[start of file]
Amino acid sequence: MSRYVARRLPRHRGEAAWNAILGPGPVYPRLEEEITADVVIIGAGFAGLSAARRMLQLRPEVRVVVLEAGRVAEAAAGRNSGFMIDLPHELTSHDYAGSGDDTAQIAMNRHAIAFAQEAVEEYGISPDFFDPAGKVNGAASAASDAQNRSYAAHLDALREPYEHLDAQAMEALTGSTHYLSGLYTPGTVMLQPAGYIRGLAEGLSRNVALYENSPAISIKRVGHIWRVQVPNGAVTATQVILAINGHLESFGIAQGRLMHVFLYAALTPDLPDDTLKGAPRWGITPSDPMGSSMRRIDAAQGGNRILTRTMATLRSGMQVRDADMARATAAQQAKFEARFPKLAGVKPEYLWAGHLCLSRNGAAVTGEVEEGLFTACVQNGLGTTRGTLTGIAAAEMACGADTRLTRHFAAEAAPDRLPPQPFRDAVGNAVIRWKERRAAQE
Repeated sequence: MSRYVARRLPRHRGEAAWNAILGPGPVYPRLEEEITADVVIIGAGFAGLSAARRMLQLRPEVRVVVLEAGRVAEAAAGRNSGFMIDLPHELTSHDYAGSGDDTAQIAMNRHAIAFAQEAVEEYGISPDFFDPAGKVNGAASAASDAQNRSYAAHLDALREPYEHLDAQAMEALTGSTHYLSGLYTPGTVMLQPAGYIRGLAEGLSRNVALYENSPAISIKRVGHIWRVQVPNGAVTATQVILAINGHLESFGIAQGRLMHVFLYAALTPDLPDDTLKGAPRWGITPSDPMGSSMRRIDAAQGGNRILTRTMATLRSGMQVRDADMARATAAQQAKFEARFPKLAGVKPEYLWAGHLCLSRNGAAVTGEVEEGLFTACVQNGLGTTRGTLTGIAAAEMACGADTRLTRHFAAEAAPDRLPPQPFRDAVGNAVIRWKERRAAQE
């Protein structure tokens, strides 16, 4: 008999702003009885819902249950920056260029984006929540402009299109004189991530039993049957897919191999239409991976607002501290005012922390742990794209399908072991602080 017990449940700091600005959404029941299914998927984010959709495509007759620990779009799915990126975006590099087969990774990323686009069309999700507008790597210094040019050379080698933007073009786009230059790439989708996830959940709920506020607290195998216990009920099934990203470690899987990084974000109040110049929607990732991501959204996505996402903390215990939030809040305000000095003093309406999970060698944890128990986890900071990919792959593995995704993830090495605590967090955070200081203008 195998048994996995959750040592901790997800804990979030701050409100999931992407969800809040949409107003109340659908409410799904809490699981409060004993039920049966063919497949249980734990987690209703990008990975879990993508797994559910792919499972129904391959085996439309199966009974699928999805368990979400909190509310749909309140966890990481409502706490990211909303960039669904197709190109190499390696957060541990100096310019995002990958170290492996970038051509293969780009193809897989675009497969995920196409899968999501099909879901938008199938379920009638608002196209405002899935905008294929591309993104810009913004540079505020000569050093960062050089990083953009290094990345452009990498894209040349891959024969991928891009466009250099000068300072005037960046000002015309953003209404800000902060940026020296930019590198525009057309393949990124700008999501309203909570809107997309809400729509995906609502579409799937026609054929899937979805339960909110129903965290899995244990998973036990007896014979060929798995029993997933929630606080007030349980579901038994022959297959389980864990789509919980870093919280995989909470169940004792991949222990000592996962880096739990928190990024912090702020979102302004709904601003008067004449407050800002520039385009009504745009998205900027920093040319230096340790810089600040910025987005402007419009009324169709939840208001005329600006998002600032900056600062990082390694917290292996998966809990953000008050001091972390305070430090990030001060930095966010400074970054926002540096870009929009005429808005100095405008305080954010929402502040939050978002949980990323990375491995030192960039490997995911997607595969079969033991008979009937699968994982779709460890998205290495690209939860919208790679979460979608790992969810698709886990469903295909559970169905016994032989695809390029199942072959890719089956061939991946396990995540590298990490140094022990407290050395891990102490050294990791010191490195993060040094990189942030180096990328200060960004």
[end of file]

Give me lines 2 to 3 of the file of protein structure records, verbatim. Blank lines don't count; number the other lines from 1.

Repeated sequence: MSRYVARRLPRHRGEAAWNAILGPGPVYPRLEEEITADVVIIGAGFAGLSAARRMLQLRPEVRVVVLEAGRVAEAAAGRNSGFMIDLPHELTSHDYAGSGDDTAQIAMNRHAIAFAQEAVEEYGISPDFFDPAGKVNGAASAASDAQNRSYAAHLDALREPYEHLDAQAMEALTGSTHYLSGLYTPGTVMLQPAGYIRGLAEGLSRNVALYENSPAISIKRVGHIWRVQVPNGAVTATQVILAINGHLESFGIAQGRLMHVFLYAALTPDLPDDTLKGAPRWGITPSDPMGSSMRRIDAAQGGNRILTRTMATLRSGMQVRDADMARATAAQQAKFEARFPKLAGVKPEYLWAGHLCLSRNGAAVTGEVEEGLFTACVQNGLGTTRGTLTGIAAAEMACGADTRLTRHFAAEAAPDRLPPQPFRDAVGNAVIRWKERRAAQE
């Protein structure tokens, strides 16, 4: 008999702003009885819902249950920056260029984006929540402009299109004189991530039993049957897919191999239409991976607002501290005012922390742990794209399908072991602080 017990449940700091600005959404029941299914998927984010959709495509007759620990779009799915990126975006590099087969990774990323686009069309999700507008790597210094040019050379080698933007073009786009230059790439989708996830959940709920506020607290195998216990009920099934990203470690899987990084974000109040110049929607990732991501959204996505996402903390215990939030809040305000000095003093309406999970060698944890128990986890900071990919792959593995995704993830090495605590967090955070200081203008 195998048994996995959750040592901790997800804990979030701050409100999931992407969800809040949409107003109340659908409410799904809490699981409060004993039920049966063919497949249980734990987690209703990008990975879990993508797994559910792919499972129904391959085996439309199966009974699928999805368990979400909190509310749909309140966890990481409502706490990211909303960039669904197709190109190499390696957060541990100096310019995002990958170290492996970038051509293969780009193809897989675009497969995920196409899968999501099909879901938008199938379920009638608002196209405002899935905008294929591309993104810009913004540079505020000569050093960062050089990083953009290094990345452009990498894209040349891959024969991928891009466009250099000068300072005037960046000002015309953003209404800000902060940026020296930019590198525009057309393949990124700008999501309203909570809107997309809400729509995906609502579409799937026609054929899937979805339960909110129903965290899995244990998973036990007896014979060929798995029993997933929630606080007030349980579901038994022959297959389980864990789509919980870093919280995989909470169940004792991949222990000592996962880096739990928190990024912090702020979102302004709904601003008067004449407050800002520039385009009504745009998205900027920093040319230096340790810089600040910025987005402007419009009324169709939840208001005329600006998002600032900056600062990082390694917290292996998966809990953000008050001091972390305070430090990030001060930095966010400074970054926002540096870009929009005429808005100095405008305080954010929402502040939050978002949980990323990375491995030192960039490997995911997607595969079969033991008979009937699968994982779709460890998205290495690209939860919208790679979460979608790992969810698709886990469903295909559970169905016994032989695809390029199942072959890719089956061939991946396990995540590298990490140094022990407290050395891990102490050294990791010191490195993060040094990189942030180096990328200060960004």